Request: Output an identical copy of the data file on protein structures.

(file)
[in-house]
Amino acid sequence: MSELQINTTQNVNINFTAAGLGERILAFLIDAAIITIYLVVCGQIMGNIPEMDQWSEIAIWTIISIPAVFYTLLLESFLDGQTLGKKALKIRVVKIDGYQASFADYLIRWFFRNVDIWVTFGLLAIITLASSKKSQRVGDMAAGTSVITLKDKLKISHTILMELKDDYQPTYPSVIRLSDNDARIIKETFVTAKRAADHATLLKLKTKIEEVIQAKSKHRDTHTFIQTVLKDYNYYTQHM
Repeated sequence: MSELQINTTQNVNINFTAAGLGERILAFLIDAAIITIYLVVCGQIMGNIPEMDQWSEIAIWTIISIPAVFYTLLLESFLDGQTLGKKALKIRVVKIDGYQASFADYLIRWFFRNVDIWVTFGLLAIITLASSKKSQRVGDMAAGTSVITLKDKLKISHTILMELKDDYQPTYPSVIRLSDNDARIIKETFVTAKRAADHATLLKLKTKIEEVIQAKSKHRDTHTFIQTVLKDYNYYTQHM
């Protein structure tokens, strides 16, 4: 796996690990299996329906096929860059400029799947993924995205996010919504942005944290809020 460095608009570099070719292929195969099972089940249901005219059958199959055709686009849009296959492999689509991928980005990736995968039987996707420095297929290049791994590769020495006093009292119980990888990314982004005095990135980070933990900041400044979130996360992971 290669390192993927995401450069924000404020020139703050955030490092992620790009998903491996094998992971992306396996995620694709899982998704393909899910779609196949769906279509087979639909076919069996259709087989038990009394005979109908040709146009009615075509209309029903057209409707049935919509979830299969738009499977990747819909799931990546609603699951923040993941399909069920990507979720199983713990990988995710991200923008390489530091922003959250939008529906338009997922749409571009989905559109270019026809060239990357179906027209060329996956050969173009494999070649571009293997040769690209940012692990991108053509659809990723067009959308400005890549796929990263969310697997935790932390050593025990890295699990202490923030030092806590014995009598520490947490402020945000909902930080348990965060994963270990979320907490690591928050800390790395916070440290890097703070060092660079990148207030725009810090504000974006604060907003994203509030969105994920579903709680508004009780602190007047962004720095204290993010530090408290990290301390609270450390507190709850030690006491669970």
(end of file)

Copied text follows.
[in-house]
Amino acid sequence: MSELQINTTQNVNINFTAAGLGERILAFLIDAAIITIYLVVCGQIMGNIPEMDQWSEIAIWTIISIPAVFYTLLLESFLDGQTLGKKALKIRVVKIDGYQASFADYLIRWFFRNVDIWVTFGLLAIITLASSKKSQRVGDMAAGTSVITLKDKLKISHTILMELKDDYQPTYPSVIRLSDNDARIIKETFVTAKRAADHATLLKLKTKIEEVIQAKSKHRDTHTFIQTVLKDYNYYTQHM
Repeated sequence: MSELQINTTQNVNINFTAAGLGERILAFLIDAAIITIYLVVCGQIMGNIPEMDQWSEIAIWTIISIPAVFYTLLLESFLDGQTLGKKALKIRVVKIDGYQASFADYLIRWFFRNVDIWVTFGLLAIITLASSKKSQRVGDMAAGTSVITLKDKLKISHTILMELKDDYQPTYPSVIRLSDNDARIIKETFVTAKRAADHATLLKLKTKIEEVIQAKSKHRDTHTFIQTVLKDYNYYTQHM
């Protein structure tokens, strides 16, 4: 796996690990299996329906096929860059400029799947993924995205996010919504942005944290809020 460095608009570099070719292929195969099972089940249901005219059958199959055709686009849009296959492999689509991928980005990736995968039987996707420095297929290049791994590769020495006093009292119980990888990314982004005095990135980070933990900041400044979130996360992971 290669390192993927995401450069924000404020020139703050955030490092992620790009998903491996094998992971992306396996995620694709899982998704393909899910779609196949769906279509087979639909076919069996259709087989038990009394005979109908040709146009009615075509209309029903057209409707049935919509979830299969738009499977990747819909799931990546609603699951923040993941399909069920990507979720199983713990990988995710991200923008390489530091922003959250939008529906338009997922749409571009989905559109270019026809060239990357179906027209060329996956050969173009494999070649571009293997040769690209940012692990991108053509659809990723067009959308400005890549796929990263969310697997935790932390050593025990890295699990202490923030030092806590014995009598520490947490402020945000909902930080348990965060994963270990979320907490690591928050800390790395916070440290890097703070060092660079990148207030725009810090504000974006604060907003994203509030969105994920579903709680508004009780602190007047962004720095204290993010530090408290990290301390609270450390507190709850030690006491669970």